So I wasn't expecting all that much from my alma mater's hoops game last night. And with about 7 minutes to go and down 9 points, it was going about as I expected. But then Bucky mounted a rally, and it culminated with THIS, with video courtesy of the father of Syracuse's Christian White (you'll see the Dad turn the camera around with an awesome "HOLY CRAP!" reaction near the end of this, it may be my favorite part of the video).

Yeah, we'll be seeing that one in March for years to come, and now that Bucky's playing with house money, why not go further in Philly this weekend, and continue to shock the world.

Here's how it sounded on the radio, from the great Badger announcer Matt LePay (I'm not being a homer here, I seriously don't know anyone who calls hoops better in a combination of detail, info, emotion), who tells you Koenig "GOT IT! GOT IT!"

I also love how LePay professionally waits for the review to make sure. It only took one replay to be confirmed, but I was already mobbing my wife.

Bizarrely, the 3 biggest non-Uecker names in Wisconsin sports play-by-play were doing the Badger-Xavier game yesterday, as Brewers TV announcer Brian Anderson did the game on TV, and Packer announcer Wayne Larrivee did the game for Westwood One national radio. Wayne doesn't drop a DAGGER reference, like he did with Sam Dekker's clinching 3 last year vs Arizona, but his call isn't bad, as Koenig "RINGS IT UP!".

I could also watch this video all day. Here's the official content from UW Athletics, including a killer cheesy joke from Coach Gard at :40. How Sweet it is!

After last night and this crazy 1st weekend of the tourney, it sure made the concept of work pretty bleh today. But I think I can get by till the next games start on Thursday, if I'm not snowed under first.

Sunday, March 20, 2016

Act 10 "savings" Macivered, while economic damage not mentioned

I've noticed that Gov Walker has been running around the state (at taxpayer expense) claiming that 5 years after the passing of Act 10, it has saved $5 billion. I was trying to figure out where that number came from, so I hit the Google machine, and here's what I found out. The number was MacIvered by the WisGOP propoaganda machine.

As in the Maciver "news" service, a Bradley Foundation chop shop that has been a front for right-wing oligarchs in Wisconsin. They created an "analysis", and here's what they "discovered." Also note the framing of their statements.
The analysis found that Wisconsin saved $3.36 billion by requiring government employees contribute a reasonable amount to their own retirement. The analysis also estimates local units of governments saved an additional $404.8 million total by taking common sense steps like opening their employees' health insurance to competitive bidding. Milwaukee Public Schools saved $1.3 billion in long-term pension liabilities, and Neenah saved $97 million in long-term pension liabilities in addition to other savings.
There is a kernel of truth in this. Act 10 shifted a larger amounts of the costs to go from government (and the general taxpayer) to the workers (a smaller group of taxpayers). Now some might call that THEFT, but technically this is an overall reduction of taxpayer dollars spent for these benefits, and that part should be acknowledged. However, that doesn't answer the question of "Was this a good thing for Wisconsin's economy, and its communities?", an analysis that Walker and his fellow rightie rarely tend to bring up. This breakdown of our communities and cohesion is certainly something that can be felt throughout the state due to the scapegoating of public employees, and that reason alone will make some think Act 10 is still a horrible law (I'll get to the economic performance of the state in a bit).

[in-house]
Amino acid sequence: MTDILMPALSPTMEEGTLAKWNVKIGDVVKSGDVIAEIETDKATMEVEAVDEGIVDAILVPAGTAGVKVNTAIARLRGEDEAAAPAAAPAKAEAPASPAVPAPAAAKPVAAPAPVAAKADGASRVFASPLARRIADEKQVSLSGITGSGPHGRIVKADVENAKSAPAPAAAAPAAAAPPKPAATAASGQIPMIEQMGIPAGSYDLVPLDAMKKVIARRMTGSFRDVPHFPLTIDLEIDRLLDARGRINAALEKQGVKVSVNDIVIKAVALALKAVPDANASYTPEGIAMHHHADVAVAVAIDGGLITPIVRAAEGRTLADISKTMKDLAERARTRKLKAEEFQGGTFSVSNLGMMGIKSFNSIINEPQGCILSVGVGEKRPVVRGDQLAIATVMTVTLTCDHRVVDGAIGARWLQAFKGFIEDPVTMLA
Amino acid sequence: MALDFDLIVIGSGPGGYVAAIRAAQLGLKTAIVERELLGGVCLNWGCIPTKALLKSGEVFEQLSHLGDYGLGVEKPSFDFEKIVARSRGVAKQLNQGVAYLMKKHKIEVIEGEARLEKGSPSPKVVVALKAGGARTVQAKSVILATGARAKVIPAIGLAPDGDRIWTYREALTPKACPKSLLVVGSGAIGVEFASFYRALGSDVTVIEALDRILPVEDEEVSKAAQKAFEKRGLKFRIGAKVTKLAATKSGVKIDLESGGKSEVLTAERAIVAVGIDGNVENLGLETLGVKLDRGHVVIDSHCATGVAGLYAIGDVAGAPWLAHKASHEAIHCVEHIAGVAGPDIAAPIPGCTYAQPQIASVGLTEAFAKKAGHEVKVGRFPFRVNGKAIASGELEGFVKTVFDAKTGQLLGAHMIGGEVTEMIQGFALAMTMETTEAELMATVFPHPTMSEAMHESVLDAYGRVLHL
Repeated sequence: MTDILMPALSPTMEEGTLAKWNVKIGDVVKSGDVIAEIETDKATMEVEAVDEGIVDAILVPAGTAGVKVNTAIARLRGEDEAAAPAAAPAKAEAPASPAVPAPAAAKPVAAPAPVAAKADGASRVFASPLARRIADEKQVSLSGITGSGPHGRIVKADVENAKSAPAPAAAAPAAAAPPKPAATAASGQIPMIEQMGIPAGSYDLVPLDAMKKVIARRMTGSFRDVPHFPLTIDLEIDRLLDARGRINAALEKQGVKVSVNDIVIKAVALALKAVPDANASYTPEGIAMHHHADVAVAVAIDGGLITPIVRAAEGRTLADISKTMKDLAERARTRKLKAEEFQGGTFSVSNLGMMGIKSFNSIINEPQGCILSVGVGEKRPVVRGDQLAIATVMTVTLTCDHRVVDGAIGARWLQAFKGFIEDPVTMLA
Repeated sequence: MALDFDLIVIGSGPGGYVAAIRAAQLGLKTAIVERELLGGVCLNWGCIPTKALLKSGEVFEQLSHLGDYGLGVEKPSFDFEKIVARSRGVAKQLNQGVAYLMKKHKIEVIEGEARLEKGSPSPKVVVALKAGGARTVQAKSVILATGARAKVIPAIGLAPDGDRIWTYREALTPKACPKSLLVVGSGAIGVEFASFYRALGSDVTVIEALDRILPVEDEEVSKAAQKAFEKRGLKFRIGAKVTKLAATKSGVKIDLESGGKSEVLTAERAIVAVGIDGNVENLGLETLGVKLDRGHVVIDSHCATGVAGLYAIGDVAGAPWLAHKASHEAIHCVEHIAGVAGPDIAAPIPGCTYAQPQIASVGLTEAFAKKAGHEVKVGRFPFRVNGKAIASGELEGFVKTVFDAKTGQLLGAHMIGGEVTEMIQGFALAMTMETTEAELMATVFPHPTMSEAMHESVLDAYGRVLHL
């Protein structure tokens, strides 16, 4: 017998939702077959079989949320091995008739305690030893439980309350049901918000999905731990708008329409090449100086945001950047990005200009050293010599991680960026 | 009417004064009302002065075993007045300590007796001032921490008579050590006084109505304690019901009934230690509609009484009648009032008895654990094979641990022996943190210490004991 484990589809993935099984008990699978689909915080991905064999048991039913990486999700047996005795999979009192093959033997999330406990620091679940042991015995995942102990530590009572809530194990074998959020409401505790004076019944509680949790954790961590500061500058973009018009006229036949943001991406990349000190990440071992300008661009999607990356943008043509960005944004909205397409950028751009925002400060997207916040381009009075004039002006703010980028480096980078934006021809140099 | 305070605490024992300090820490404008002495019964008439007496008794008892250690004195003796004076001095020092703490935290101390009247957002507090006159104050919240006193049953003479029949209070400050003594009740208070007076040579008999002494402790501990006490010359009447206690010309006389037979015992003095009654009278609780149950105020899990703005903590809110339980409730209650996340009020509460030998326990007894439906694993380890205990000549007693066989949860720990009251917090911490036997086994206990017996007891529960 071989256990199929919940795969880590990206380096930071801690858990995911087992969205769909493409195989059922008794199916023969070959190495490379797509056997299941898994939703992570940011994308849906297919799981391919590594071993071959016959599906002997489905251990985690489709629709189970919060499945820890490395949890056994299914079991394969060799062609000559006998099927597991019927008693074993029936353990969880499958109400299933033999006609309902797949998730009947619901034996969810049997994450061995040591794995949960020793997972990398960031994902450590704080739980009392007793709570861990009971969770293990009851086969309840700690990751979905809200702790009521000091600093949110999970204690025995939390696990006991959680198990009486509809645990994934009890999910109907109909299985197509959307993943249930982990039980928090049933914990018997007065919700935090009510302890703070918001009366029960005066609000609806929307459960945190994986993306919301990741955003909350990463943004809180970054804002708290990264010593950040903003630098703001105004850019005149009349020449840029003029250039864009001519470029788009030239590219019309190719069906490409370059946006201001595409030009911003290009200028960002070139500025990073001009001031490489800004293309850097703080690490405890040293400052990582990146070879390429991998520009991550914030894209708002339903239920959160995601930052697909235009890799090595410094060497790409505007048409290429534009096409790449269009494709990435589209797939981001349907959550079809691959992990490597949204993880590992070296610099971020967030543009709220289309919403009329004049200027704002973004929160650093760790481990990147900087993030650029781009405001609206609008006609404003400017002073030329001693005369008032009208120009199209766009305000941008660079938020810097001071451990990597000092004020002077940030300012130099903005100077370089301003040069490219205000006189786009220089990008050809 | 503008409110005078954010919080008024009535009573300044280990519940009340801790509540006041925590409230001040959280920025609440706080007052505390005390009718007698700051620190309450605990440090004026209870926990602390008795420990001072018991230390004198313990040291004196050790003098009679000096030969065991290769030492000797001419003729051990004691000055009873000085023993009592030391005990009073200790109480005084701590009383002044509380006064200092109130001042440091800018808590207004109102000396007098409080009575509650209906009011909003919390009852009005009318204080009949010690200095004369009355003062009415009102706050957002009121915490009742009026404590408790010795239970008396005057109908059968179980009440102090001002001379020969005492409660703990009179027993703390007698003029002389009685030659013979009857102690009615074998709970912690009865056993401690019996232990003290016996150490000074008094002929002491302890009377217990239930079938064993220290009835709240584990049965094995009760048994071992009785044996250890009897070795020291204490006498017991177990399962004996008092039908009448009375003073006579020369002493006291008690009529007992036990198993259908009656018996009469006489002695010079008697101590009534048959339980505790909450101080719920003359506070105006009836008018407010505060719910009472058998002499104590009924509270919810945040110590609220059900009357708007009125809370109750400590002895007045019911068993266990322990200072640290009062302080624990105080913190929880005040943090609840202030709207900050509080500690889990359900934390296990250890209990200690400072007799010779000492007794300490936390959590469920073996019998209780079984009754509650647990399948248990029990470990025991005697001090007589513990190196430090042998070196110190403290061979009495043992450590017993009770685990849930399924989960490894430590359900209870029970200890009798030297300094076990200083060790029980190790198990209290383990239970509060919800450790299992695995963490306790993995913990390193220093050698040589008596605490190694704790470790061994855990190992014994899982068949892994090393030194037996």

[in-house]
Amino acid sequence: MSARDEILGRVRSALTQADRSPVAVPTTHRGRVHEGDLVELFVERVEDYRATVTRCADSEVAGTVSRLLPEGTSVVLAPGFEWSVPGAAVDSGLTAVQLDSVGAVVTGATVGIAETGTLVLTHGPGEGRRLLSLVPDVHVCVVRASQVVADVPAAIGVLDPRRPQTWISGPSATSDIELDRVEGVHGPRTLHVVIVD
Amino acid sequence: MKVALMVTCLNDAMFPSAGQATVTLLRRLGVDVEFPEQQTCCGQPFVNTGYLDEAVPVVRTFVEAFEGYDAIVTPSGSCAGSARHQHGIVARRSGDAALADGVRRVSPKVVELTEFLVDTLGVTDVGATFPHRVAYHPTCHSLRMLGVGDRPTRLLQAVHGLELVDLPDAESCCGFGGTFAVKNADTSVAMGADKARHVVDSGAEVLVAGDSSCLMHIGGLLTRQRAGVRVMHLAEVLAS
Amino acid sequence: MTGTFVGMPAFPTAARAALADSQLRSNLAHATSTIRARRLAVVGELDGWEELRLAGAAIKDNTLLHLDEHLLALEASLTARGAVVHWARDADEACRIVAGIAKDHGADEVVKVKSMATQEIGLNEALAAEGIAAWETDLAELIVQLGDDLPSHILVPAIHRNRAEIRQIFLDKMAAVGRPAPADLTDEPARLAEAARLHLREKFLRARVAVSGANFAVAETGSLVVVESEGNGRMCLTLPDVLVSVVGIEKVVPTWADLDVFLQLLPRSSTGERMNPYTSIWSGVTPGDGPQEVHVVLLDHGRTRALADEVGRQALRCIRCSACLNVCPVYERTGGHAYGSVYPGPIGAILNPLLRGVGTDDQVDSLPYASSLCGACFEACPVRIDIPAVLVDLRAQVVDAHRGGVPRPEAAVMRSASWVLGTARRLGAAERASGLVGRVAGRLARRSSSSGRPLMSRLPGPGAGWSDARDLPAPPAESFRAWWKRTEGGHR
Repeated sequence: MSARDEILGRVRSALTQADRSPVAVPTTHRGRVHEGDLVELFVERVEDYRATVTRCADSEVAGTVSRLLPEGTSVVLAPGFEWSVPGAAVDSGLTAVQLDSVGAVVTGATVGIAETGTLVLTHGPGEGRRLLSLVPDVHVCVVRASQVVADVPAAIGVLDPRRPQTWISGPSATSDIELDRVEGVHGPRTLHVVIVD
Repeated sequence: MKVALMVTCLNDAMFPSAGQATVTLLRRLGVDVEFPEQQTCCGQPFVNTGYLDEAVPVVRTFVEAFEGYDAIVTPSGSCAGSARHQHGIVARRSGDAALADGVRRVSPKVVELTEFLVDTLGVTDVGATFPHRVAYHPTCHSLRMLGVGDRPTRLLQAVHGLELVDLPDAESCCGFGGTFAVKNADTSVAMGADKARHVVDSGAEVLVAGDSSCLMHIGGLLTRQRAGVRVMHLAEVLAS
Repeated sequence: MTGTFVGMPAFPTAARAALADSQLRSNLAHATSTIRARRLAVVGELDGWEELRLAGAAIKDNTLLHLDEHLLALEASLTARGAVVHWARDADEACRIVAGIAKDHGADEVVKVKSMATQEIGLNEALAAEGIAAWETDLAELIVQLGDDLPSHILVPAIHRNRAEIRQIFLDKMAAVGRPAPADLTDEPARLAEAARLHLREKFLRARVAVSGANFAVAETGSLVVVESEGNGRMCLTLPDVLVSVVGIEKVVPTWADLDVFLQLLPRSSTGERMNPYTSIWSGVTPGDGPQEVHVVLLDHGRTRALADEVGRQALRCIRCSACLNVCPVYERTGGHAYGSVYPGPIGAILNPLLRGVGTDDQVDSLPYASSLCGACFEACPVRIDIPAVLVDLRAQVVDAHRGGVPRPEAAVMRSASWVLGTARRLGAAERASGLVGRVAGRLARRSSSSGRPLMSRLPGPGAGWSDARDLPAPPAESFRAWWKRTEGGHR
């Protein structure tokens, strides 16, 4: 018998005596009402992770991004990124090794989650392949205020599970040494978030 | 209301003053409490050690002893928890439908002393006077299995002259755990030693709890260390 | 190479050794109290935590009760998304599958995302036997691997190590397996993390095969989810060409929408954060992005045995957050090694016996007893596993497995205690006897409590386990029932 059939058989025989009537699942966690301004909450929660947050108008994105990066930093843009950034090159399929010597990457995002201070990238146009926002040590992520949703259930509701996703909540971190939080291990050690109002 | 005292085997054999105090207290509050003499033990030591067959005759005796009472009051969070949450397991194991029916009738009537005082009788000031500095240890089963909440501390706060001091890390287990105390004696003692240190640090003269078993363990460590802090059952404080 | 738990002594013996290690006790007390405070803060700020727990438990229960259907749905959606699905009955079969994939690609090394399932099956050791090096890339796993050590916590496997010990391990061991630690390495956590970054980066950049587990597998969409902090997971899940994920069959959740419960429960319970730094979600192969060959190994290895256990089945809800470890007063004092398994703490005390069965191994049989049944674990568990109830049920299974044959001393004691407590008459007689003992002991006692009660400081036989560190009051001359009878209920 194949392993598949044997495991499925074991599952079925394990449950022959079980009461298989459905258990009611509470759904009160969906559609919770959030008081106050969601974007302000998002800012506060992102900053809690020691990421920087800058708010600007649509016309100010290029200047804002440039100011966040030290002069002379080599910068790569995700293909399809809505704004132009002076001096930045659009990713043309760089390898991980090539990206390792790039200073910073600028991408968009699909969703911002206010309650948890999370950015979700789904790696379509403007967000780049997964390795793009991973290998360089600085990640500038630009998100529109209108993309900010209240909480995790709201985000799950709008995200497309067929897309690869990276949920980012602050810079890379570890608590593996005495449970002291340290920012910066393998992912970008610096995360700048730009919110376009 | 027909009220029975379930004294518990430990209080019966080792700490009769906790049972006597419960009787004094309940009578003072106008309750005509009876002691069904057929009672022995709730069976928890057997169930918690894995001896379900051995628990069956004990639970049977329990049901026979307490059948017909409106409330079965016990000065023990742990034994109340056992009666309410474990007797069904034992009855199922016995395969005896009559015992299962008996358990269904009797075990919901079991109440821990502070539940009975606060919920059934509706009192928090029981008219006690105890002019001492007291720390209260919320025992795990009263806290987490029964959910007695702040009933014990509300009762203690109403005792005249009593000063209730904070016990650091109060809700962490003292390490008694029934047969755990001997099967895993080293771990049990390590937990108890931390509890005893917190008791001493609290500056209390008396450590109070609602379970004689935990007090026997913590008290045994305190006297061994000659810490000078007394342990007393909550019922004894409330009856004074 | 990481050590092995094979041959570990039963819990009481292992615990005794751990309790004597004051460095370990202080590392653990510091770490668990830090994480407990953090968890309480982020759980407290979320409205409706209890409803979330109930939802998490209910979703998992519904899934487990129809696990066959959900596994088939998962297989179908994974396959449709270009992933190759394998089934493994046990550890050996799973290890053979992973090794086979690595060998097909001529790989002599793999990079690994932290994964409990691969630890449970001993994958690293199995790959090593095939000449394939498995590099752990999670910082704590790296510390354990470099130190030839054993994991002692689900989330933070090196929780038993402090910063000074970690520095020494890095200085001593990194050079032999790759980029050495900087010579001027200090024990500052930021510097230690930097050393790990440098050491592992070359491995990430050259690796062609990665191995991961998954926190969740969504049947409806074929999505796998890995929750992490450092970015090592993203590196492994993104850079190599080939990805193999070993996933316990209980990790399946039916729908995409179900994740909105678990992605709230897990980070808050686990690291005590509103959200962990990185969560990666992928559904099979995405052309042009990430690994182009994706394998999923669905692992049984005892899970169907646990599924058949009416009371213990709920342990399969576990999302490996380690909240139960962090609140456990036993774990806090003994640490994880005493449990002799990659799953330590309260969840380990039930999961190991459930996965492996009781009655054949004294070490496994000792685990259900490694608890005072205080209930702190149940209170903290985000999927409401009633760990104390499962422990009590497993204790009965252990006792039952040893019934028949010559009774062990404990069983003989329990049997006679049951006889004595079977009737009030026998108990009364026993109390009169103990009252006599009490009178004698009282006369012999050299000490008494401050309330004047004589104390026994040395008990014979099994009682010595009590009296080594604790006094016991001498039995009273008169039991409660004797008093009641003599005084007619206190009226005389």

I also want to discuss the next claims that MacIver make, because this is a common right-wing lie that needs to be countered at all turns.
Medford officials were able to make that cost-saving choice [of bidding on insurance] because of Act 10.

Similarly, the Appleton Area School District switched health insurance providers last October and local taxpayers will see up to $3 million in savings in the first year alone.
One problem with that statement. School districts could always bid out their health insurance providers, and did before 2011. Saying Act 10 is what allowed this is a flat-out lie.

What Act 10 did is allow the districts to shift that cost onto teachers, staff, and other workers at the school district, without giving those workers a say through their union on how much they would have to pay for those benefits. All Act 10's "tools" were really a power shift that funneled money out of the pockets of public employees, by keeping them from having input in how those benefits were distributed and paid for. That in itself is bad, but let's never forget that the state employee unions would have agreed to the financial concessions as a last-ditch effort to keep their collective bargaining rights for benfits (an offer Walker turned down, revealing Act 10 as the union bust it really was), so while it was a serious hit to workers, it was one they were willing to take with their backs up against the wall.

If those savings were used to raise pay or maintain and increase public services, then maybe some of the Act 10 acrimony could be considered worthwhile. And MacIver tries to slide that argument in its "analysis."
$5.24 billion in savings works out to $910 in savings for every man, woman and child in Wisconsin, or $2,291 for every household in Wisconsin. The DOT could build 2,912 more roundabouts. The savings could fund over 68,000 four-year degrees at UW-Madison, or install 42 separate Milwaukee-style streetcar systems throughout the entire state. Thankfully, however, Walker and the legislature have used the Act 10 savings to provide more than $2 billion in direct tax relief for Wisconsinites.